[This article was originally written for, and published on, The Platform]
If we were to characterise states in human terms, correlating them with their level of maturity and chronological development, Israel would be a spoilt, petulant child – taking what does not belong to it, squealing when challenged or threatened with punishment, sticking its tongue out at authority, and in doing so, harming its own long-term development. I tend to see states as rational actors; not benevolent or just, but rational, insofar as their own geopolitical and economic interests (or perceived and self-attested interests, rather) are concerned. However, the Israeli state has clearly lost it, so to speak, and is a special case.
When news of the assault on the flotilla carrying humanitarian aid to Gaza broke out last year, my initial thoughts and feelings were not of disgust or grief, but a sense of incomprehension. In recent years, the Israeli state’s “decision-making”, as Norman Finkelstein puts it, has “deteriorated”. The 2006 war in Lebanon was a failure, even according to Israeli military pronouncements. The Gaza massacre too was both a PR blunder, marking a clear turning point in public discourse and perception surrounding the Israel-Palestine conflict, and a strategic and military disaster – not just failing to dislodge Hamas, but in fact increasing support for them. I would have thought that considering its worsening image across the world (which the Israeli state has clearly recognised and is attempting to counteract), it would not have boarded a humanitarian fleet in the middle of the night in international waters, would not have fired live rounds, andwould not have killed nine people.
It is not that I doubt or underestimate the sinister nature of the Israeli state and security forces, but I would have expected them to act in a way that acknowledged the hostile international climate towards them. What we have seen over the last few years, however, is an increasingly irrational, unpredictable and vicious character of Israeli actions towards the Palestinians and other parties who are deemed as a “threat”.
It might seem very cynical and crass to describe Israeli actions as strategic blunders, rather than calling them for what they are – crimes, both immoral and illegal. But by recognising the increasingly illogical and self-defeating nature of Israeli actions and policies, we reach two conclusions, one more urgent and worrying than the other: the Israeli state is imploding; and unfortunately, in the short-term at least, this will mean further acts of crazed violence, as the state struggles to contain largely imagined “threats”.
The flotilla incident last year demonstrated this very clearly. Israel’s actions ended up publicising the mission and cause of the fleet, drawing attention to the continued siege on Gaza, and fuelling widespread criticism and condemnation from international human rights organisations, activists, and various governments.
Similarly, Israel’s denial of entry to 82 year old renowned linguist and thinker, Noam Chomsky, within that same year is difficult to justify in terms of security; he certainly would have enthused the students at Birzeit University, but I doubt he would have inspired them to take up arms. The Israeli authorities merely presented themselves as timid and paranoid, as well as indecisive, as they later described the decision as a “mistake”.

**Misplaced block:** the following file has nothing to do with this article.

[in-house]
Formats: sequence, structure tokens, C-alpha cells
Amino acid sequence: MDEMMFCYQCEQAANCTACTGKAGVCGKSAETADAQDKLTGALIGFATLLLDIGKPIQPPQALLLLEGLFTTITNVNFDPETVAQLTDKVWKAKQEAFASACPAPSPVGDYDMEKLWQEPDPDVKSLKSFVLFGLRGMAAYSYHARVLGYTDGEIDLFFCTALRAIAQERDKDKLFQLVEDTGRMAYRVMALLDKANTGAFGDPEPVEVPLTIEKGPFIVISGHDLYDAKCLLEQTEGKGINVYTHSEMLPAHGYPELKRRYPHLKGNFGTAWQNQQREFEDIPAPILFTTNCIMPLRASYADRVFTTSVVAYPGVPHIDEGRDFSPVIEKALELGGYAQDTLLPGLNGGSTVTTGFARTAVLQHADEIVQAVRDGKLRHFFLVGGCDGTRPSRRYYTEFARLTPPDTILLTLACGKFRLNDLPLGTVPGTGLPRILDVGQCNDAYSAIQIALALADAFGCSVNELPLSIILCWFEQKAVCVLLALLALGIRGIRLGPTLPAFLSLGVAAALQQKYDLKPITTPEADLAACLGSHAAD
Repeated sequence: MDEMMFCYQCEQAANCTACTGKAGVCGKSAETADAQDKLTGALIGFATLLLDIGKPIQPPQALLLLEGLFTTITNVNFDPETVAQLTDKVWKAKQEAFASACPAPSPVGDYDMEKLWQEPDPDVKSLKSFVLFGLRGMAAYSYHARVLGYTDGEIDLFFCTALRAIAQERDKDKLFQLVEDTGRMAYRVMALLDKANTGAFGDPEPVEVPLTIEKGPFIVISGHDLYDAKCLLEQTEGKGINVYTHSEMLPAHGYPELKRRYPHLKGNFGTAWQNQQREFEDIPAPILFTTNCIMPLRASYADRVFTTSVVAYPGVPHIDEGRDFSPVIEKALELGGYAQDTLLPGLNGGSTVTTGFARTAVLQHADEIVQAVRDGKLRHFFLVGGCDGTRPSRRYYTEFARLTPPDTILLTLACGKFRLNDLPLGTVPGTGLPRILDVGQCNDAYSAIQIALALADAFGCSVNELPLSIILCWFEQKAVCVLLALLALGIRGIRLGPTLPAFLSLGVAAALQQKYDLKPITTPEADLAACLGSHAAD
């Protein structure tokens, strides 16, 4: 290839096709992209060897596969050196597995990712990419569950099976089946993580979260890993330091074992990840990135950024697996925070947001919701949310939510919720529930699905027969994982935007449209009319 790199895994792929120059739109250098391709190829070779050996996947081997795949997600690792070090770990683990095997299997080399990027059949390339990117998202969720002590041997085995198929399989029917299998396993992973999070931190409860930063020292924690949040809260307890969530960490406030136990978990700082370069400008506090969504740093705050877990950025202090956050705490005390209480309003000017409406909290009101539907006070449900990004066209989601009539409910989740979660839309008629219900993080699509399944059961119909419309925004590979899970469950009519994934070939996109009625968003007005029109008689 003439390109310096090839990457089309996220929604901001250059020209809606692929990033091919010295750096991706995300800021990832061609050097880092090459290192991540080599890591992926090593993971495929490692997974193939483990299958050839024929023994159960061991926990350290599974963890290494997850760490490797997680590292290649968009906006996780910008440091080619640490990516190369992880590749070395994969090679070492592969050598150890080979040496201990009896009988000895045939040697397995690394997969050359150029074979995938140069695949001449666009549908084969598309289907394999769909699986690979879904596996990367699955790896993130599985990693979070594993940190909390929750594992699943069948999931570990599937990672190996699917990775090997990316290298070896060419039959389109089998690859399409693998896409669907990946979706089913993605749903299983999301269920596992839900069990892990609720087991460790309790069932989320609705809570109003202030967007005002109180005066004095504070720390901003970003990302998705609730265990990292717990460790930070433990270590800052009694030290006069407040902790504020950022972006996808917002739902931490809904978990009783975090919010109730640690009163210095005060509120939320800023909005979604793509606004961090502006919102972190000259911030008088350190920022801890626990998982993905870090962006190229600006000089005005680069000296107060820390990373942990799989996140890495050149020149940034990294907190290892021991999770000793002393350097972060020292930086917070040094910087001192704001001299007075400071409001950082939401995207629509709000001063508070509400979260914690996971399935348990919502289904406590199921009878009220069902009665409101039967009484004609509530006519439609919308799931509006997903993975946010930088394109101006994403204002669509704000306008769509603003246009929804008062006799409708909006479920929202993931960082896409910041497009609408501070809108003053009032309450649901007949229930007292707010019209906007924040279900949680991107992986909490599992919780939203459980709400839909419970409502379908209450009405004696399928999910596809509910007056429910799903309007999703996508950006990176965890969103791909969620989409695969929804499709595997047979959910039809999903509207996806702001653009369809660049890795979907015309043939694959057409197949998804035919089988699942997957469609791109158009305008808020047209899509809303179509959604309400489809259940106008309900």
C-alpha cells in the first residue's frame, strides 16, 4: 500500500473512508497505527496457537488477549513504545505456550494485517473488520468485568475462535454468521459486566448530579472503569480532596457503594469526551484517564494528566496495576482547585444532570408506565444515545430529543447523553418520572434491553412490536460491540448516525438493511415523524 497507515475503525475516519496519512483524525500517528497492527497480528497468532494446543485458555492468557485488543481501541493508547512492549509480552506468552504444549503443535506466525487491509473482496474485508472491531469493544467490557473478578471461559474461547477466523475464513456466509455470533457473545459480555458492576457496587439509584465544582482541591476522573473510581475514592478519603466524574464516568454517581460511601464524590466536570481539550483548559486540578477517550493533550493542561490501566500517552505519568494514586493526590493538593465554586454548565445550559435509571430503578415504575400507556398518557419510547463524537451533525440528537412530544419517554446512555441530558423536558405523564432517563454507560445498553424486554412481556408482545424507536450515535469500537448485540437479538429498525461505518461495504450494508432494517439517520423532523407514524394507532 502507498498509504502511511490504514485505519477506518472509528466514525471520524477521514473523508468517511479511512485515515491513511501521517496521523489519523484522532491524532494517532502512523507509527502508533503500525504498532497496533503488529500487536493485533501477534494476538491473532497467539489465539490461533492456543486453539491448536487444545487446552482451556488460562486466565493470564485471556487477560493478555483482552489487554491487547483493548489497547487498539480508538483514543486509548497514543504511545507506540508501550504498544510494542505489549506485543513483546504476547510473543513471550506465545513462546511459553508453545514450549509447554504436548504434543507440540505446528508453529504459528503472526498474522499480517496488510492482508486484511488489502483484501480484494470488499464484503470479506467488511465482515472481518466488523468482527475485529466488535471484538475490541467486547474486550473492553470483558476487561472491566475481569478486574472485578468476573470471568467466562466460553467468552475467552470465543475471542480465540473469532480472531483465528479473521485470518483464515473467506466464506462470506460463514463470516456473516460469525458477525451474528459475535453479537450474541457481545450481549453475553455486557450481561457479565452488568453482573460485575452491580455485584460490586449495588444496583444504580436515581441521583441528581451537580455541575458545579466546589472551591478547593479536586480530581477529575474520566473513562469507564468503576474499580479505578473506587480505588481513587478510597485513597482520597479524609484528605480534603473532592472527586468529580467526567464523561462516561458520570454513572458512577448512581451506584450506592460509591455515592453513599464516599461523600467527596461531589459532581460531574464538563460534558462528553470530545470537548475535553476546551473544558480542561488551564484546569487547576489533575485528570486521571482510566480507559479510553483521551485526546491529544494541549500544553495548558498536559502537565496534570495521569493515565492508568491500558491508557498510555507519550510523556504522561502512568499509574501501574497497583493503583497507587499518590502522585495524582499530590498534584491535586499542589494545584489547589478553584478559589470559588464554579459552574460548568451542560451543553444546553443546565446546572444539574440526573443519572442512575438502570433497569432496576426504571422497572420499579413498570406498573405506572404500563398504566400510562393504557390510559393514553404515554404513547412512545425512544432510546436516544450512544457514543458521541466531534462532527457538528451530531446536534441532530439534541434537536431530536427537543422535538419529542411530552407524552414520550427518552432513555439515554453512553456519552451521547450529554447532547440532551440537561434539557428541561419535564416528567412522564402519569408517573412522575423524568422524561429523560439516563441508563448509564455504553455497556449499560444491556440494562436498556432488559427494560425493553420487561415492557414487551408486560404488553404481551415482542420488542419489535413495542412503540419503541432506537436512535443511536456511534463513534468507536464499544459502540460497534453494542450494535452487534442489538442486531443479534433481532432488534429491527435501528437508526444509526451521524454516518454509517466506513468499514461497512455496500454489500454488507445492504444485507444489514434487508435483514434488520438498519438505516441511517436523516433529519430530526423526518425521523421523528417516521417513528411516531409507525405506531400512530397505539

It is also non-violence that is stripping Israel of its democratic, liberal simulacra. It would be inappropriate and conceited of me to preach non-violence and passive resistance to an occupied people; however it is clearly very exposing and effective – as exemplified by the first days of both Palestinian Intifadas – in revealing state aggression and brutality. The idea is to provoke the state to react excessively and harshly. This is working. What is not working is what should happen next: a castigating international response. Among more recent events, on Sunday 5 June, when Israeli forces fired indiscriminately on 1,000 unarmed civilians marching to the ceasefire line between Syria and the occupied Golan Heights, there was not a word from the White House, nor from Downing Street. At least 23 civilians were killed and hundreds wounded in just a matter of hours. Again, Israel’s incoherence and absurdity were very overtly noticeable. The protesters never crossed the ceasefire line. Arguments relayed by Israeli Media Spokesman, Mark Regev, among others, which asserted the notion that demonstrators almost crossed into Israeli territory, simply did not hold water, because under international law the area in question belongs to Syria. Unarmed protestors were shot at whilst standing behind barbed wire.
What else can we expect from this insane state? Will they attack Iran and how will they respond to the new flotilla, departing in late June? What Israeli actions show, over the course of the last few years, is that they are becoming increasingly nervous and insecure. It would be unwise to attempt to gauge, or worse, underestimate, their brutality at this point. Traditionally viewed as the standard-bearer of Enlightenment rationality and liberalism, trapped in the midst of bloodthirsty, emotional Arabs, Israel is beginning to resemble the suicidal gunman. Some might rejoice at this; I, for one, am fearful. A lunatic with arms is nothing to celebrate – they usually kill many before turning the gun on themselves.
Mehdi Beyati is reading History at King’s College London. He has worked for the KCL Action Palestine student society for two years and is soon beginning his term as President of the society.